With COVID-19 regulations enforced and daycares and schools reducing their capacity or closing, parents are finding themselves with a triple-whammy situation – being expected to work from home, parent full-time and deliver lessons to school-age kids.
“It’s literally doing three jobs at the same time: working, parenting and trying to teach,” says Bemboka mum Paula Mathewson.
While many people are enjoying taking a break from busy routines and making the most of much-needed time to connect with their kids, some parents are (understandably) only just holding it together and report feeling anxious about being home.
Part of the problem could be that the parenting styles and techniques we have developed for modern life are not suited to the situation we now find ourselves in.
We hear all the time from our parents’ generation that kids were expected to play unsupervised for most of the day so mum could keep the household running. But as parents shifted towards full-time work, the amount of time we spend with our kids is often limited to a few hours a day so we make the most of that time – playing with them, saying yes and prioritising their needs.
As a result, many kids don’t discover boundaries until they reach school age. Skills which require consistency, such as learning to use the toilet, are often learnt at daycare.
While the modern system kind of works, any parent can tell you of times they felt trapped and alone. The physical isolation we’re experiencing now only amplifies these feelings.
A mum at my kid’s school in Bega, Sofia Elek, put it into words: “Don’t forget the parents for who this situation further entrenches feelings of worthlessness. Yet more hours in which to fail.”
The burden is especially great for single-adult households. Vicki Goldsmith, who lives in Bega with her three teenage kids, says she doesn’t feel good about leaving them alone when she goes to work.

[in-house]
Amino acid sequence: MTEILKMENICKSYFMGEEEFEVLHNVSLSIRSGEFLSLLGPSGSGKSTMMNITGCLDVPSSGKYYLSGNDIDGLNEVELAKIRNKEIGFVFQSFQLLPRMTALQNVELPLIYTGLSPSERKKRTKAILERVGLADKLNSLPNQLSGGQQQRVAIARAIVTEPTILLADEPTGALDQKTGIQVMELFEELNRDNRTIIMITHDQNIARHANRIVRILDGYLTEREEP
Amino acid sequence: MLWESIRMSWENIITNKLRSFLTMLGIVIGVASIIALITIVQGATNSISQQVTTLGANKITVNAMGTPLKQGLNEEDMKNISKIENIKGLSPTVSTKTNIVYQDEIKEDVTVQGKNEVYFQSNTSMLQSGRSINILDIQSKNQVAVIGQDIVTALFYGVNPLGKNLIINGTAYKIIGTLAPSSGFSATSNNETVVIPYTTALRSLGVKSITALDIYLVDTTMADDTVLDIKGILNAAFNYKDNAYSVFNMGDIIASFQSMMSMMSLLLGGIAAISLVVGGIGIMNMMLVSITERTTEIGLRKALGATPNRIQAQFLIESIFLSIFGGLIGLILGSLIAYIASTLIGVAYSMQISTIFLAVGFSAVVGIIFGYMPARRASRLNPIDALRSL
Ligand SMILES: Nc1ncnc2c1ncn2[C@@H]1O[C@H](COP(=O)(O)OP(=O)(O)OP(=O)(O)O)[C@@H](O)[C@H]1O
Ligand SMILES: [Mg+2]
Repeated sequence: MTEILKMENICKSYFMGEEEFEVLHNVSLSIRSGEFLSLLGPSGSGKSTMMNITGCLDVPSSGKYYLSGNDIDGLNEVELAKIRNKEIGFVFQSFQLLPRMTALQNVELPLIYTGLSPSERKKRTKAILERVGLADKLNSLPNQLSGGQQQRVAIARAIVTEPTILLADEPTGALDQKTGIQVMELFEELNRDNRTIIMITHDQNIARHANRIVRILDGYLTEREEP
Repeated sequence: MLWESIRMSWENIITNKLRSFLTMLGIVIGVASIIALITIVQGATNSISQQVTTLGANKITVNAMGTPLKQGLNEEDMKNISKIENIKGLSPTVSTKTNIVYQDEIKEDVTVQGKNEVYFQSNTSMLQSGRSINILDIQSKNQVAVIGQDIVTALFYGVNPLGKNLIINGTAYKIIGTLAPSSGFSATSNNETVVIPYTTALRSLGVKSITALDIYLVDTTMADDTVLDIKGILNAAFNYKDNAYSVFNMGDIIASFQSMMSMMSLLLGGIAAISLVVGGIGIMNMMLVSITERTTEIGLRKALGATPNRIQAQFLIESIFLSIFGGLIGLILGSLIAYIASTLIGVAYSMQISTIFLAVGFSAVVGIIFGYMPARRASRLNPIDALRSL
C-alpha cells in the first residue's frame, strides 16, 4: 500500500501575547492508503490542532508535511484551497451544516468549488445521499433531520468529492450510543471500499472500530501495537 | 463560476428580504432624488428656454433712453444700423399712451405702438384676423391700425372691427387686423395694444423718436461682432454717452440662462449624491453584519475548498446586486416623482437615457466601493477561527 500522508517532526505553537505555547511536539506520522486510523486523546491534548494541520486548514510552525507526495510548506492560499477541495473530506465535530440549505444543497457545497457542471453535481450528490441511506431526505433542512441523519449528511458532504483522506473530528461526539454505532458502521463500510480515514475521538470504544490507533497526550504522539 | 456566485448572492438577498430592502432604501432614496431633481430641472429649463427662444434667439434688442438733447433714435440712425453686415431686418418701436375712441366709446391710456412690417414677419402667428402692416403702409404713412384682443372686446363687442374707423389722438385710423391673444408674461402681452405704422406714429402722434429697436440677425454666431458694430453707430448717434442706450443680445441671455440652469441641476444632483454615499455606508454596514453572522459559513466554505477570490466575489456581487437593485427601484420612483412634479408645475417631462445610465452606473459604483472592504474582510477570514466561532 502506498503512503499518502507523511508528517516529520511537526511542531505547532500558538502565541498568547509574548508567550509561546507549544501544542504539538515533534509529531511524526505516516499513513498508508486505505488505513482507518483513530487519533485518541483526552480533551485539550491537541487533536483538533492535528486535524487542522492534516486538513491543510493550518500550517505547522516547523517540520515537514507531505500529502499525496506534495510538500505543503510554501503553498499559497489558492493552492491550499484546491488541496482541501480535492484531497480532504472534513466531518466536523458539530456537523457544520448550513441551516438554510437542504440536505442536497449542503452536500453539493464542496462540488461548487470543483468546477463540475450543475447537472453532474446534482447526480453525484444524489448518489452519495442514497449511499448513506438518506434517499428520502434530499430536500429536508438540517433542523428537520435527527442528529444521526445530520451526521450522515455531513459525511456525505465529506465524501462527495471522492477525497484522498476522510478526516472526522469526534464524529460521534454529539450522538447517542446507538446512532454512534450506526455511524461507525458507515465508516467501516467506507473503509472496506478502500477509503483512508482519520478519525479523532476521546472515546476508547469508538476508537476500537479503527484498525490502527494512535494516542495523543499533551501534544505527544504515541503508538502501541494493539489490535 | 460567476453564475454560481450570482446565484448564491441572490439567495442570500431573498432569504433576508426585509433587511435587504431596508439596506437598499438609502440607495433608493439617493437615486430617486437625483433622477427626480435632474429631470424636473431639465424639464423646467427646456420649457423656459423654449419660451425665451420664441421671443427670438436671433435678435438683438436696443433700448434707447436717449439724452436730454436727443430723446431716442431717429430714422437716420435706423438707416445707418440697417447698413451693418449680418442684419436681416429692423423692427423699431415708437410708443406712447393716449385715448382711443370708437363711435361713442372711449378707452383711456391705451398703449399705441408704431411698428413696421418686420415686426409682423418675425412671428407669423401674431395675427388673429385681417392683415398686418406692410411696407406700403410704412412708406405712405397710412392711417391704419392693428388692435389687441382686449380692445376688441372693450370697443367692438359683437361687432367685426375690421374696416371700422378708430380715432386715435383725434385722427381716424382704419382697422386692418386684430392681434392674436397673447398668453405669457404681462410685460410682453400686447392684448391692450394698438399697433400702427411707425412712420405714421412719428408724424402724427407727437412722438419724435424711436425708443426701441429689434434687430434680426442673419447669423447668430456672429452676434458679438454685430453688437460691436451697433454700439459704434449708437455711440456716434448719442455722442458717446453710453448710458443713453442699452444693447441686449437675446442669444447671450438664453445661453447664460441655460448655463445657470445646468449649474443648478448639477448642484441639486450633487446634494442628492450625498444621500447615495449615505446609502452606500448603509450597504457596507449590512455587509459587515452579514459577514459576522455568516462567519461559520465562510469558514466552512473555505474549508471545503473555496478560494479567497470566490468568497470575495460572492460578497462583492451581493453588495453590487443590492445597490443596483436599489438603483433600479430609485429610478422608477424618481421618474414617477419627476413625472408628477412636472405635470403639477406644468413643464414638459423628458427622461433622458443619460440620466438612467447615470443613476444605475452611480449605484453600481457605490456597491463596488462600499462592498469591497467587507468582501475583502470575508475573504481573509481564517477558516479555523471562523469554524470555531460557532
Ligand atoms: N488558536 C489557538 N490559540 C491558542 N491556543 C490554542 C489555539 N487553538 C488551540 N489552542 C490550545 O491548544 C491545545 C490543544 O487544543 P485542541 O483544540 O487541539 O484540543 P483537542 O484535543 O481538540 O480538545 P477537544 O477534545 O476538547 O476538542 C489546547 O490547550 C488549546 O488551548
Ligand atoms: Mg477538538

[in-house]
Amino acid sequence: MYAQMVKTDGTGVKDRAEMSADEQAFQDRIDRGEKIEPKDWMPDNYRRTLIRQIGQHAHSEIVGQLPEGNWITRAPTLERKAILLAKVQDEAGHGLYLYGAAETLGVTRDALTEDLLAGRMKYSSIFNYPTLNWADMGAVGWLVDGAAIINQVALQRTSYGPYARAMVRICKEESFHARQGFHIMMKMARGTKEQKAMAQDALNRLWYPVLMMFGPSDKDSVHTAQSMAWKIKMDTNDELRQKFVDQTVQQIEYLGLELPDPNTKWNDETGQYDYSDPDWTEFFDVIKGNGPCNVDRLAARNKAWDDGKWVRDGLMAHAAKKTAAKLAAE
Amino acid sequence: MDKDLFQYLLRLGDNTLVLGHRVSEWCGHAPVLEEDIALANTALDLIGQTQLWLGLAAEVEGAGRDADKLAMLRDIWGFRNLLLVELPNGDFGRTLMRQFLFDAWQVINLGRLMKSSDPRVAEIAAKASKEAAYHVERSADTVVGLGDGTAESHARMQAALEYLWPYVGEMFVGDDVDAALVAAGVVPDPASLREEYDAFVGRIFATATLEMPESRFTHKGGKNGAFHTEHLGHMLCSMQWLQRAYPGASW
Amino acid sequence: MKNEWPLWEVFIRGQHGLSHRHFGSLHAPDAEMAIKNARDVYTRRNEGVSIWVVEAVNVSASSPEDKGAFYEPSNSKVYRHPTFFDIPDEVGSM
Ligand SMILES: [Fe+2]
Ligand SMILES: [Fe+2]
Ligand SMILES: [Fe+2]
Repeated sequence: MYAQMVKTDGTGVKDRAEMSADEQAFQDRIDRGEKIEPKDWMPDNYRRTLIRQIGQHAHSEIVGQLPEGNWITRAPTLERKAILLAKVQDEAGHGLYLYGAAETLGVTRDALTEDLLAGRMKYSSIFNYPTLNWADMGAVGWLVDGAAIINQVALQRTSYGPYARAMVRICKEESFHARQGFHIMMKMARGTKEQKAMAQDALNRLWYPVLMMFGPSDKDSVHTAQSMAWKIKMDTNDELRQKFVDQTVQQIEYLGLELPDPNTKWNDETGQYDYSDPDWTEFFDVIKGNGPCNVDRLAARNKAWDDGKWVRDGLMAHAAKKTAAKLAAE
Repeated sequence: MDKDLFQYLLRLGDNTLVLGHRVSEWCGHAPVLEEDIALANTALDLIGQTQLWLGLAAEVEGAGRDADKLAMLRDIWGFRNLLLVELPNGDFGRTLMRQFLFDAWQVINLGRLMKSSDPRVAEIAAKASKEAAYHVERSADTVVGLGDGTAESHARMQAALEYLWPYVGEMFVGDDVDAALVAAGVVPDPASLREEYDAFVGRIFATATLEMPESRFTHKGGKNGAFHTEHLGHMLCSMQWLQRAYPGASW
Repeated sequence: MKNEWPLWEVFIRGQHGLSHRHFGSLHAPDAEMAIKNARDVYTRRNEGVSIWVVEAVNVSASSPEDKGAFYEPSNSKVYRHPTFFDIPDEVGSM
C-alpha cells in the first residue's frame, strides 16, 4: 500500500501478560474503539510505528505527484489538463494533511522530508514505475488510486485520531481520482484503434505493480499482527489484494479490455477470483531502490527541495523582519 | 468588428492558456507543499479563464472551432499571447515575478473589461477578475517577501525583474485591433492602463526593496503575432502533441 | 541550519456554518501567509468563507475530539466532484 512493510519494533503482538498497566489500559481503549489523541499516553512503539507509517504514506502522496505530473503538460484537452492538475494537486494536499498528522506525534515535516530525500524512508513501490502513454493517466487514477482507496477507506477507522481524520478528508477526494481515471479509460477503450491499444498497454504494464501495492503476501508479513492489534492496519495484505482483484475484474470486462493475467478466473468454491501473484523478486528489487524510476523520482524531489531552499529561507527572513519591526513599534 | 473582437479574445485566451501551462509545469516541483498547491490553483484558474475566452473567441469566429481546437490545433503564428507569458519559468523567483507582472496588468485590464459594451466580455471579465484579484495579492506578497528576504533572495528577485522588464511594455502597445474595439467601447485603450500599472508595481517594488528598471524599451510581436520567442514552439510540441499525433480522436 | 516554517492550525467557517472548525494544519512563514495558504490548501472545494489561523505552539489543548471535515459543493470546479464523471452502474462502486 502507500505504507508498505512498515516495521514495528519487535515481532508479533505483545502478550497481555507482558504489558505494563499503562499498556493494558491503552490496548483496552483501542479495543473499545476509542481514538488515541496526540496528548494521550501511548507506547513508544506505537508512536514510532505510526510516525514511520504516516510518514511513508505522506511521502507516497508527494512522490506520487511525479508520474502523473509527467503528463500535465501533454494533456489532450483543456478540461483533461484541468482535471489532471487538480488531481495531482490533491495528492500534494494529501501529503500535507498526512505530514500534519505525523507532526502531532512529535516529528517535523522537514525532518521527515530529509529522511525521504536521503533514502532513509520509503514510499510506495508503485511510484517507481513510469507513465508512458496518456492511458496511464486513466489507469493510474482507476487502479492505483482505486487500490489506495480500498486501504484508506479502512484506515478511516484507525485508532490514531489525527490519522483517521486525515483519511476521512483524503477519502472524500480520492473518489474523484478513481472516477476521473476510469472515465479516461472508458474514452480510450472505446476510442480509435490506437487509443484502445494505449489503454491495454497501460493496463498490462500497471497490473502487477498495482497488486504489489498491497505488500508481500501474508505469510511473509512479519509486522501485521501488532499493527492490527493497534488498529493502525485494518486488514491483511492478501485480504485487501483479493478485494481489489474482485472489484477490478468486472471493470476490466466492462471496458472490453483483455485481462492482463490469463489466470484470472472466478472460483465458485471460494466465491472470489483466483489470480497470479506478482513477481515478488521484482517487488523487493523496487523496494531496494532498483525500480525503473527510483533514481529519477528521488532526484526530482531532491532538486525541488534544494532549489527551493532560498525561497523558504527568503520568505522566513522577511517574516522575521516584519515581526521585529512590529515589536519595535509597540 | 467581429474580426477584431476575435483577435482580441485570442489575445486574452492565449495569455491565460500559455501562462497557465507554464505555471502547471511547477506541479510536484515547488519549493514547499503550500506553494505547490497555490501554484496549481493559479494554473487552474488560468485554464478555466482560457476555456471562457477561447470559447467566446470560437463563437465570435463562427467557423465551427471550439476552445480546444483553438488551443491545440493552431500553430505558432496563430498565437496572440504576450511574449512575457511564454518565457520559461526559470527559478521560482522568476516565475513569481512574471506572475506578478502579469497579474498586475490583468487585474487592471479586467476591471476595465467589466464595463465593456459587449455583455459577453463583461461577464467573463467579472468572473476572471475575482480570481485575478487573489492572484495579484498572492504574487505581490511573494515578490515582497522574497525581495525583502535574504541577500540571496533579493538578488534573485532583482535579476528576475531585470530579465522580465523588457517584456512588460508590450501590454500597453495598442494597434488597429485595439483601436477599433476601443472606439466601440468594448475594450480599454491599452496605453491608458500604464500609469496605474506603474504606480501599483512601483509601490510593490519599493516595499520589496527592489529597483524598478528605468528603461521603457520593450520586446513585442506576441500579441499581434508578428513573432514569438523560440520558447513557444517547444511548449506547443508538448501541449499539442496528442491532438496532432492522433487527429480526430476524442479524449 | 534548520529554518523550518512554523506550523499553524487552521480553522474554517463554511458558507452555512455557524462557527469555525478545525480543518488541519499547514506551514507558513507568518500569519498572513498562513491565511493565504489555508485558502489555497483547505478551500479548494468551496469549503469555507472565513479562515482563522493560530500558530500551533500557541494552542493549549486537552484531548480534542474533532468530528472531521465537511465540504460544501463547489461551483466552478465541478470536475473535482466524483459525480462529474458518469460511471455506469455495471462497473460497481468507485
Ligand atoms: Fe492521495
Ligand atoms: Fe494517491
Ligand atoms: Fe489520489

“I don’t like them being unsupervised because they end up on screens all day,” she says. “But it’s also an opportunity for them to self-regulate and practice responsibility.”
We didn’t evolve to parent alone and many of us are feeling the loss of contact with grandparents and community assets such as playgroups, libraries, playgrounds and, especially, the institutions we hand our kids over to, that enable us to take a breath, complete a task and do some much-needed physical and mental self-care.
Merimbula mother Keziah Muthsam is finding the experience is giving her a new appreciation for her children’s teachers.
“It’s a lot more difficult than I ever imagined,” she says. “With four kids, one in year 3, one in year 2 and one in kinder, plus a two-year-old and working, I have never felt so overwhelmed.”
Many parents have told me they feel at a loss when a child refuses to do schoolwork, and that they don’t have the authority to ensure the work gets done, even though their teachers say they comply at school.
Parents who see their kids for a few hours every day are going to parent differently to those doing it full-time.
Being a playmate is not sustainable all day, especially while trying to work and run a household. Neither is serving your kids every meal and cleaning up afterwards, unless they are infants.
Obviously, there is going to be some fallout with the current situation. Parents, go easy on yourselves as you reset your boundaries with your kids. It’s emotionally impossible to parent the way we have been for three hours a day, for 24 hours a day.
To survive this time, we might need to channel the 1950s and expect that kids will pitch in on household tasks and tell them, “Go outside and don’t come back until dinnertime.”
They might be upset, resistant and tell us numerous times that it is unfair and that they are bored. But hold steady, you are doing a great job.
Remember you are not alone so talk to a fellow parent every day (from a distance, of course).
Our kids are more resilient than we think – as are we!
Original Article published by Elka Wood on About Regional.